You don’t have to install a card to the motherboard. If you will only be using an ethernet connection, you don’t need one at all. If you ever do need one, you can grab a USB wifi adapter from any electronics store. A USB adapter will not give you the speeds of the PCI wireless adapter card, but it’s a cheaper option if you don’t plan to use wifi often.
Mouse and keyboard
You need a USB-connected keyboard to start. You can change over to a bluetooth keyboard later, but you can’t use it to set up. Other than that, get whatever keyboard and mouse (or other pointing device: trackpad, trackball, stylus, or joystick) you want.
I ended up needing an extra HDMI, DisplayPort-to-HDMI, and a fan extension cable. You may or may not need extra cables.
Cables are not the most interesting part of a PC, but having a basic understanding of all the different kinds of cables makes them a bit less bewildering.
An OS can also be command-line only. The original UNIX and DOS did not have GUIs so, rather than pointing and clicking, you had to know and type all the commands. (Beats having to “speak machine”.) You can open your terminal or command prompt to test it out.
You’ll want to have the OS loaded onto a flash drive. If you’re buying Windows 10, you can purchase this from Microsoft. If you’re downloading a Linux system like Ubuntu, use another computer to load it onto a flash drive. You can have both (or as many as you want) with dual-booting or a virtual system. I will probably download Ubuntu at some point since many ML programs are Linux-based.
Dual boot instructions (see comments)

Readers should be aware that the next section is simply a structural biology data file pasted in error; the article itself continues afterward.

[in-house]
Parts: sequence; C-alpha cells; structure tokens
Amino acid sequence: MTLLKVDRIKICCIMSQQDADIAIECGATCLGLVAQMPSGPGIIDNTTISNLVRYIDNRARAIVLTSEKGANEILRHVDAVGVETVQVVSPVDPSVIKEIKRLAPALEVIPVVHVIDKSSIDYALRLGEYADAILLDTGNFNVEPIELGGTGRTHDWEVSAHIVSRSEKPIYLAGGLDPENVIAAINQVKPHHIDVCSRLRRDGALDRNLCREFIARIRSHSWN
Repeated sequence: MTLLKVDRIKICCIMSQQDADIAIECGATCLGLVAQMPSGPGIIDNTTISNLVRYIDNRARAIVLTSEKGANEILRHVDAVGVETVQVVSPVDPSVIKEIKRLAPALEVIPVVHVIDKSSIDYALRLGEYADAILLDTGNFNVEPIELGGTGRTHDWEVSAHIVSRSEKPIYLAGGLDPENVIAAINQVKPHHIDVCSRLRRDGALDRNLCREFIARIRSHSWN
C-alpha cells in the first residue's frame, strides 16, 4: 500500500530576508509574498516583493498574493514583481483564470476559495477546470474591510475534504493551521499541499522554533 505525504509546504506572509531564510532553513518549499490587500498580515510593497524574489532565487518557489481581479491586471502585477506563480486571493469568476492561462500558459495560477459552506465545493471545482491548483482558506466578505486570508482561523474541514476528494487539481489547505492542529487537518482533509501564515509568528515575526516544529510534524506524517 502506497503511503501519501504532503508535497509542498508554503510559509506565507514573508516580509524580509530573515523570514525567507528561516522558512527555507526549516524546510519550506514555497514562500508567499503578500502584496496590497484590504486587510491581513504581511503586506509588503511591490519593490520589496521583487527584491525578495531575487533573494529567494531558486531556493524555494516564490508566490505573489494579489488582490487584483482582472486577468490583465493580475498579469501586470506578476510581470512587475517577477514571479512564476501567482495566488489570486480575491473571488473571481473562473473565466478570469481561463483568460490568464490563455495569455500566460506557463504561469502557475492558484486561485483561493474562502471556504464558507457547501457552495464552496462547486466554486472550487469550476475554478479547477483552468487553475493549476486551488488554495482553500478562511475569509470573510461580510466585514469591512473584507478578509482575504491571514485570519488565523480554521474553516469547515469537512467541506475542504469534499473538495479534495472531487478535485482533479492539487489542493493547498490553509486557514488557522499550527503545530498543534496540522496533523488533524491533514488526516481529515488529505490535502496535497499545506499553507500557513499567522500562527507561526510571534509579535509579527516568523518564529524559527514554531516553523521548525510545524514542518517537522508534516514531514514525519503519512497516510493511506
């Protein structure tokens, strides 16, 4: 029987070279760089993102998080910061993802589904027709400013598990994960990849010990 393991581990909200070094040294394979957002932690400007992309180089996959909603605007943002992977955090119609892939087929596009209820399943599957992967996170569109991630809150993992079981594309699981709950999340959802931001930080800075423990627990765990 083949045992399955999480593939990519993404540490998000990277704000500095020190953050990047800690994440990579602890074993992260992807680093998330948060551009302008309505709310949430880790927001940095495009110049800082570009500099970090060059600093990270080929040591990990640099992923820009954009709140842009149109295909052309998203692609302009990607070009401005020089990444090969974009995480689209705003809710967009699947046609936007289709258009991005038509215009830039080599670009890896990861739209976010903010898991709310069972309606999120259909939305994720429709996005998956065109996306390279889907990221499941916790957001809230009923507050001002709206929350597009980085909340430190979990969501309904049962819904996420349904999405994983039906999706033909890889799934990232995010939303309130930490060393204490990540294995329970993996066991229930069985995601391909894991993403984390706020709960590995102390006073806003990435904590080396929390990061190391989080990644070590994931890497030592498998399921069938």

Antistatic wrist strap, phillips head screwdriver (magnetic tip preferable), zipties, velcro ties, wire cutters, sticky notes, pen, ziplock bags, flashlight
There is a handy site called pcpartpicker which will check components for compatibility as well as cross-check prices. It’s important to note that parts may be technically compatible, but not well-suited to eachother. You want to avoid combinations that create bottlenecks on your highest-grade hardware.
Here are my components. (We shopped Black Friday and Cyber Monday for the sick dills.)
If prices are competitive, it’s a good idea to get what you can locally. There are the feel-goods of supporting the local economy, sure, but also you can get valuable information from the techs at your local computer shop. If you’ve never built before, there’s a lot you can pick up talking face to face. Also, if you’re just looking to get an awesome PC at below-retail price but don’t want to build it yourself, they might build it for you. At my local store, you can just buy all the parts and they’ll build it for you for a flat $250 with a three-year warranty.
Continue to PC Build Part 2: Prepare